NO PARKING PLEASE
Arturas Zuokas, mayor of Vilnius, Lithuania, has found a solution to the problem of illegally parked cars in his city. “Mayor Zuokas wanted to send a loud and clear message that the city will not tolerate brazen and disrespectful behaviour by drivers who disobey parking rules,” explained his spokeswoman, Irma Juskenaite. “The mayor hopes that he will not have to repeat his performance,” she said, “although he says that he’s prepared to do so.”
The ‘performance’ came when Zuokas drove a tank over an illegally parked Mercedes Benz – then posted the video on YouTube, along with photos of other illegally-parked high-end vehicles.
Imagine this happening in New Zealand!
A DOUBTFUL TAIL …
It is rumoured that the Government plans to invest in a large ‘cat ranch’ in Fiordland. The proposal involves starting small, with about one million cats. Each cat averages about 12 kittens per year, and skins can be sold overseas for an average price of $3 each. This will give the country 17 million cat-skins per year to export – with potential annual revenue of $51,000,000 (or $140,000 per day).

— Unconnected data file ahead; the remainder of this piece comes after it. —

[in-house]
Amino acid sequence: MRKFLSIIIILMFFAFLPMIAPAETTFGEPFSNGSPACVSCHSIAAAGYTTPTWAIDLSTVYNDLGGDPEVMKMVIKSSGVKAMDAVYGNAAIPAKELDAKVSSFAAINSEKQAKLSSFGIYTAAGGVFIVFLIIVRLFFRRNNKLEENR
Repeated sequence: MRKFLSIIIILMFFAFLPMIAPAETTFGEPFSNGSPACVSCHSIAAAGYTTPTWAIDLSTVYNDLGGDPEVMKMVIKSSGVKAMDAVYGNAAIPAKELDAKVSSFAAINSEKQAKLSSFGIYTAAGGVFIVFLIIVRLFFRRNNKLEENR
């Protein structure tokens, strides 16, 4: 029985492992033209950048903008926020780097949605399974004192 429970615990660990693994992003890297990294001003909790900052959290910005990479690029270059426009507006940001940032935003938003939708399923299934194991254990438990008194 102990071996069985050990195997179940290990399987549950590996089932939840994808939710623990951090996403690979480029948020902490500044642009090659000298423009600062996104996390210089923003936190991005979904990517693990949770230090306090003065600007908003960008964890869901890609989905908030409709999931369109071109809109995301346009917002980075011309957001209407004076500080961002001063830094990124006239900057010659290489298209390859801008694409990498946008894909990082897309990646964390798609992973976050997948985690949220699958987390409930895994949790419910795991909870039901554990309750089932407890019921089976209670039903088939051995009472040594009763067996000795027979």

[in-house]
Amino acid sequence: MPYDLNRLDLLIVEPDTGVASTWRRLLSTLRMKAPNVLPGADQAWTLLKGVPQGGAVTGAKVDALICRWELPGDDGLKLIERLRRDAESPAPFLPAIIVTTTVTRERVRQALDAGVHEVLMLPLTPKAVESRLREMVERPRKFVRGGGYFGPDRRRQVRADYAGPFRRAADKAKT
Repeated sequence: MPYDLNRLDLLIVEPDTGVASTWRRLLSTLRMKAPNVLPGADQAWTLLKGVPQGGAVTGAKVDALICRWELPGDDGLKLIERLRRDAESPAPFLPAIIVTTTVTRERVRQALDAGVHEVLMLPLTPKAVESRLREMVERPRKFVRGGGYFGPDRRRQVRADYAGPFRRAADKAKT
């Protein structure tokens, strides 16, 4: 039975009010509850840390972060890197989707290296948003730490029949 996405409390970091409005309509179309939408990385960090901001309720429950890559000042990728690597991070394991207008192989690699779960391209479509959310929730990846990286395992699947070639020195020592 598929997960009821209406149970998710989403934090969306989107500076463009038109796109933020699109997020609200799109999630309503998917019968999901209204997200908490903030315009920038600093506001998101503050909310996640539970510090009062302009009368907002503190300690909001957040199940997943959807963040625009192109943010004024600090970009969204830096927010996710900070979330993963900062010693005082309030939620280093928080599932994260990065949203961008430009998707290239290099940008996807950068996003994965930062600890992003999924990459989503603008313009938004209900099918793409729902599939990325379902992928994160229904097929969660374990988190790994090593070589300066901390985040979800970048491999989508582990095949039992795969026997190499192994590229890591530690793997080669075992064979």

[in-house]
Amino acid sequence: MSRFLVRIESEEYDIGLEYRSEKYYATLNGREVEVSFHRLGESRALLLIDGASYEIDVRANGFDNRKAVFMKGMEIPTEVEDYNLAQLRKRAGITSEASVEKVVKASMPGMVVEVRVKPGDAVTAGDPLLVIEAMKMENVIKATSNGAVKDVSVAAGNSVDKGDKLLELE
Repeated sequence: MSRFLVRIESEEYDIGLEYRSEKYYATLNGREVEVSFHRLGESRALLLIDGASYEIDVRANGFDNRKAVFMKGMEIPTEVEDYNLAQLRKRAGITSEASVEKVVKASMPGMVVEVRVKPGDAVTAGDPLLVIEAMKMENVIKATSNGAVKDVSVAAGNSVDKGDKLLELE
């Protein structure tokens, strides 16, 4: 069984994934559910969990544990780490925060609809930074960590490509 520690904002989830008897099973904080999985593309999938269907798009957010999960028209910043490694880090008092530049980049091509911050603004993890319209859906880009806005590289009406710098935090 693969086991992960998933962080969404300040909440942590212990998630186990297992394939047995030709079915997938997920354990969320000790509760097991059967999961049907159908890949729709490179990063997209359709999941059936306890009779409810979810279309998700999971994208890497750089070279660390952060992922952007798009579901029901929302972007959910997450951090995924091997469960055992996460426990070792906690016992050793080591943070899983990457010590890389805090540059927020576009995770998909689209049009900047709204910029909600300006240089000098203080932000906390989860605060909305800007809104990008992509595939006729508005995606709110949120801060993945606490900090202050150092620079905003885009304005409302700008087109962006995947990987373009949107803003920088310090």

A skilled cat-skinner can skin up to 200 cats per day, and supporters expect the project to create new jobs for about 300 New Zealanders. The Government intends, it seems, to feed the cats exclusively on rats. Rats multiply four times as fast as cats, and a ‘rat farm’ would be established adjacent to the cat ranch. If business commenced with a million rats, there would soon be four rats available per cat per day. The rats, of course, will be fed on the carcasses of skinned cats at a rate of one-quarter of a cat per rat.
As one spokesman put it, “This is a sustainable, self-supporting and automatic operation throughout – with a very small carbon footprint. The cats will eat the rats; the rats will eat the cats; and we will get the skins!”
The Government, however, denies all rumours that it hopes to import snakes from South America to cross with the cats, so that they will then skin themselves twice a year.
“This would be taking ‘Think Big’ too far,” said the spokesman.